Saturday, December 14, 2013

Finding products in Japan - Whipping Cream

Its nearing Christmas-time here in Tokyo, which means signs for Christmas Cakes are up everywhere!  You can get Christmas Cakes from almost anywhere -- tiny expensive ones from fancy hotels, tiny moderately priced ones from the grocery store, and tiny not as expensive ones from convenience stores.  Signs have been up in my local grocery store for ordering Christmas Cakes since November.  Christmas Cakes are pretty simple, usually just a vanilla sponge cake,strawberries, and a sweetened whipped cream for frosting.

If you're like me and like making your own whipped cream, you might be a little overwhelmed at the grocery store when you're looking for heavy (or regular) whipping cream.  You want to look for 生クリーム, and you'll find the creams in the milk section most likely, usually in very small (200ml / less than 1 cup) packages.  They'll look something like this:

Now cream is differentiated by fat content.  In the U.S., regular whipping cream is usually in the 30-35% range.  Heavy whipping cream is 36% fat or higher.  This cream here is 47% fat, and whips very very nicely.  But they also have heavy cream in the more normal 36-40% fat range.  (Interestingly, 47% cream is considered manufacturers cream in the US and is not usually available in grocery stores but used in professional settings.  Its very close to the British double cream, which is 48% fat.) I should add that creams with more fat in them whip up better and are more stable when whipped.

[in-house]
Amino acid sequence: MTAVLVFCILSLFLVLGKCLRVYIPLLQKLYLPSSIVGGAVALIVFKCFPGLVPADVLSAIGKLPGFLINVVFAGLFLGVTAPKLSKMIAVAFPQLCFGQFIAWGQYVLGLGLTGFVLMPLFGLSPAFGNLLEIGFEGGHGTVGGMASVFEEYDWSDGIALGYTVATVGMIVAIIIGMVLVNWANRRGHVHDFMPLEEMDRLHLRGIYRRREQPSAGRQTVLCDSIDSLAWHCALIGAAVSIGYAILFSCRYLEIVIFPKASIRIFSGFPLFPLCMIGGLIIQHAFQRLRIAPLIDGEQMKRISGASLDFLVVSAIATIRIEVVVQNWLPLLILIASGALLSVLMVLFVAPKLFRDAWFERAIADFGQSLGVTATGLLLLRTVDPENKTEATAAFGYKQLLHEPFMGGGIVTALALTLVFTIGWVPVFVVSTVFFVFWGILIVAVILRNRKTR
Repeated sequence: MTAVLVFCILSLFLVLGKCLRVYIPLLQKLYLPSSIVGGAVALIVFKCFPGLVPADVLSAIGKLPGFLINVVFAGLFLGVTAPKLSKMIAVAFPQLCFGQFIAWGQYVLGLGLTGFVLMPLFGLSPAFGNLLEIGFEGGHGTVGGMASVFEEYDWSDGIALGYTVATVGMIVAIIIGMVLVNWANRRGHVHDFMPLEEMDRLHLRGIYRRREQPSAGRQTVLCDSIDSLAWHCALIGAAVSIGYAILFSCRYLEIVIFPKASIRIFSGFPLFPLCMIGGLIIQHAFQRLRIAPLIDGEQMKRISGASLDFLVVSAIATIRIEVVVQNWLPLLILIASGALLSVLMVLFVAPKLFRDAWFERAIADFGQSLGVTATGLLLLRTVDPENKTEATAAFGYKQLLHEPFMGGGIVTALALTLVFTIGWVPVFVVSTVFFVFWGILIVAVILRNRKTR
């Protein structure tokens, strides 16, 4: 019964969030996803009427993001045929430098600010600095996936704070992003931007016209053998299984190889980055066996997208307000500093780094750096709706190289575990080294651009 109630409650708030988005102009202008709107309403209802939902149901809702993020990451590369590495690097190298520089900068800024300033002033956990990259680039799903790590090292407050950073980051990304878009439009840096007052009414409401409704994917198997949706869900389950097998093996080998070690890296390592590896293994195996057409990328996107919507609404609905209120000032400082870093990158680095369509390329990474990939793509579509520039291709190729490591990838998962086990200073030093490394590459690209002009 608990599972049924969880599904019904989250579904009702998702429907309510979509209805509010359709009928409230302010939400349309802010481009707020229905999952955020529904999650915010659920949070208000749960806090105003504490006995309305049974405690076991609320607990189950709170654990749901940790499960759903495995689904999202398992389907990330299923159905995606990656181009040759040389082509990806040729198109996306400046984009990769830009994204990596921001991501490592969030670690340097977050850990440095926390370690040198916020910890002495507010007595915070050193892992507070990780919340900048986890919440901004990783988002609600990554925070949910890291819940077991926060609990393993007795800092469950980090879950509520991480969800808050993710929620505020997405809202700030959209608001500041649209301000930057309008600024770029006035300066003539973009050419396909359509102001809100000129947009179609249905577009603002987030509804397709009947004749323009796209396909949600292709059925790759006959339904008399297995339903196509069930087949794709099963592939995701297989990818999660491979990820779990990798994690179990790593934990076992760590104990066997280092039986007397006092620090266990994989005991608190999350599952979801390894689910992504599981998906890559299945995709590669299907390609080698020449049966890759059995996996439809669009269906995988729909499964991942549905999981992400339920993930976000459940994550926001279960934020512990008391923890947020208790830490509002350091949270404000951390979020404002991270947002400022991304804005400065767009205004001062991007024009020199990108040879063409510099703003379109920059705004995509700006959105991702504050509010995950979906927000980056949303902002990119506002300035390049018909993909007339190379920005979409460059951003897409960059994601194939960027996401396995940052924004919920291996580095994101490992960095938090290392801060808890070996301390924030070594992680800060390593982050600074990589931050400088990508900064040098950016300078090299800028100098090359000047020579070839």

In any case, this particular brand  has the fat content right in the title, 純生クリーム47.  But if your cream doesn't have that in the name, you want to check the ingredient list.  

The characters read 乳脂肪分, which means butterfat amount.

As I said before, most ingredients in Japan are expensive.  At my supermarket in Azabujuban in Tokyo, which is known for high prices, this ran about ¥130 (or about $1.30 with today's exchange rate).  Not bad, but keep in mind this is a very small amount of cream.  Good enough for adding cream to something, but not enough to ice a cake with whip cream instead of frosting.  I've found bigger cartons (800-1000 ml?) of whipping cream at higher end grocery stores, but those were about ¥1100-1200.  Pricey compared to the U.S.

On a fun note, perhaps because its Christmas time, this particular whipping cream came with a nice surprise.  If you look at the first two pictures, you'll see a funny tube attached to the cream.  I opened it up and its actually an icing bag, icing tip, and instructions for usage and for making whipped cream.  What a nice addition! :)

And just for fun, here's my version of a Japanese Christmas Cake, made for a child's Christmas party.

If you like the design you can find instructions at

No comments:

Post a Comment